Creating a ‘culture’ for your marina


Consultant tells boatyard operators their proficiency is the key to keeping boaters on the water


Running a boatyard isn’t for softies. It’s a tough business, says Jim Bronstien, the president and owner of Marine Business Advisors. Boatyards are capital-intensive, customer-intensive, regulatory-intensive, technically intensive and personnel-intensive. And they are lightning rods.

“The maintenance-and-repair experience drives the entire boating experience,” Bronstien said during a seminar on the boatyard business at February’s International Marina & Boatyard Conference in Fort Lauderdale.

If boaters’ yard experience goes well, they typically will love the lifestyle and stay in boating. “If it doesn’t go well, they’re out of it,” he says.

Boatyards draw fire — or praise — from boaters and other industry segments for how successful they are at keeping boaters in boating. A former president and owner (for 21 years) of the Rybovich yacht yard in West Palm Beach, Fla., Bronstien long ago adopted a mantra that has not lost its relevance with time: Do it right.

 ‘Cheers’ or corporate?

The customer is king, says Bronstien. “You have to treat every customer as if that customer is your most important customer, no matter the boat or its size.”

Bronstien says you don’t have to be a big yard to do it right. “It’s about your culture,” he says — the look, the feel, the attitude. Are you a homey, grassroots, tight-knit kind of place — such as TV’s “Cheers,” the bar “where everybody knows your name” — or a more corporate organization with rigid policies and procedures?

“What are you as a boatyard?” he asks. “Your culture drives the kind of customer you get.”

One type of yard will draw older boats and do-it-yourselfers; another will attract a high-end customer who wants all of the amenities and service perks.

Knowing your customer “dictates your success,” Bronstien says, as does recognizing that you can’t be all things to all people. “Every customer is not for every yard. Every boatyard isn’t for every customer,” he says.

‘Moment of truth’

Bronstien says there is a “moment of truth” in every service experience when the yard either gets it right or doesn’t. Bronstien says different customers will have different expectations at that moment of truth, so it behooves the yard to know its customers well. “You need to know your customer to satisfy him,” Bronstien says.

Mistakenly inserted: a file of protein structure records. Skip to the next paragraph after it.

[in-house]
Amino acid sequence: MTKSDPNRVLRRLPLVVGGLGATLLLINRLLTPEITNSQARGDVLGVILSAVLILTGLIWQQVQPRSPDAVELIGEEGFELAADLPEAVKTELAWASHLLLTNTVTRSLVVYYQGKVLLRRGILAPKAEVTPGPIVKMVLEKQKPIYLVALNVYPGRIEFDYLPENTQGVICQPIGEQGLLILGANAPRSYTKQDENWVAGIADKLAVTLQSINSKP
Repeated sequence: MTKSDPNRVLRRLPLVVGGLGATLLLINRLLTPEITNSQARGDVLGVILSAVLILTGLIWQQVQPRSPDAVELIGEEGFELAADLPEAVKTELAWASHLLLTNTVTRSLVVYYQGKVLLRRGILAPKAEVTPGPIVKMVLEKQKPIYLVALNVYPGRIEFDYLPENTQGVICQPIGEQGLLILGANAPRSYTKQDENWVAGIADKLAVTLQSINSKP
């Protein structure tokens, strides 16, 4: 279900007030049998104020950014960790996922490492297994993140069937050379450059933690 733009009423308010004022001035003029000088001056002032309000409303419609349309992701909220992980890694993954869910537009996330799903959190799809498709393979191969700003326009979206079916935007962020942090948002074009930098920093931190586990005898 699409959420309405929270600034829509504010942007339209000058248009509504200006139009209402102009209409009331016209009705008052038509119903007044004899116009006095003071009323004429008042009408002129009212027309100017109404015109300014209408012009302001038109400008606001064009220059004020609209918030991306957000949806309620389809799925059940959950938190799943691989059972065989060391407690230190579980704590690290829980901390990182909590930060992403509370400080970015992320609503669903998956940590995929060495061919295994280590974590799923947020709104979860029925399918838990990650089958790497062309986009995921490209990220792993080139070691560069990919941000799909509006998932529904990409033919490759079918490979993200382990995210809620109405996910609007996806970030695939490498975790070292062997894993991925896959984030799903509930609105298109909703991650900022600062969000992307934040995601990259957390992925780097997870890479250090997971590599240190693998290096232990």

Providing an exceptional service experience requires exceptional staff, he says. “Technical proficiency is very important,” Bronstien says. “Your staff must have aptitude as well as attitude.”

The yard must have some good “people people.” Your great technical people aren’t always your great people people, so you put the right people in the right positions for their strengths, Bronstien says.

“Put them in uniform,” he says. “Be professional. Good presentation matters.” Train them. Motivate them. Communicate well with them.

A yard’s culture should include ongoing technical training, customer-service training, management training — and team building. “You have to do it, especially in today’s world,” he says.

Bronstien says money is not the great motivator it’s cracked up to be.

The chance to make a difference is usually just as important, as is the chance to work for a company that is focused and moving forward and setting realistic expectations.

Poor communication is at the bottom of most conflicts, he says. The two keys to good communication are no surprises and frequent communication.

‘Billable’ staff

A final word on staff: “You need more billable staff (those who bring money in) than non-billable ones,” he says. “Otherwise you’re going to have a really hard time making money.”

Bronstien says successful yards promote their strengths — painting, carpentry, engine repair — and work on overcoming their weaknesses. Alternatively, they harness the benefits of first-rate subcontractors to give them strength where they are weak.

Bronstien says a yard should be well-kept and have a “professional appearance.” He notes a “paradigm shift” away from yards being the only places that fix boats. Mobile repairmen fix boats at their dock, and yacht management groups, in some cases, take the place of the yard in assuming responsibility for maintaining and repairing boats, “but still the only place to haul a boat is in a boatyard,” Bronstien says.

Every yard should have a lift properly sized to the boats it services, covered work sheds where practicable and good safety practices and procedures. He encourages a new paint job, new signage and an investment in landscaping and comfortable lounges to make the facility more customer-friendly. Space should be carefully calculated. Too much can be inefficient; too little can stunt growth.

Never stop selling

It’s important that boatyards market themselves. “You’re always selling,” he says, “even if you are full of work.”

Every yard should look for stories to tell in the press. Yards are engines of economic growth. The refits they do are interesting stories, as are stories about investments in the facility that will grow its footprint locally.

Bronstien insists that every yard have a crackerjack accountant or chief financial officer.

“Did you know that 80 percent of the money a business will spend is predetermined?” he says. “Focused businesses go over their budgets every month.”

Know how much money your technicians can bring in every month, and pay them accordingly. Trends to keep track of: billable hours for every worker and labor that brings in money versus labor that doesn’t.

Use a sharp pencil when you estimate the cost of a job. “No two are alike,” he says.

Lastly, Bronstien says, when collecting money, “Cash is king.” Don’t get stuck with a lot of unpaid accounts receivable.

This article originally appeared in the April 2013 issue.


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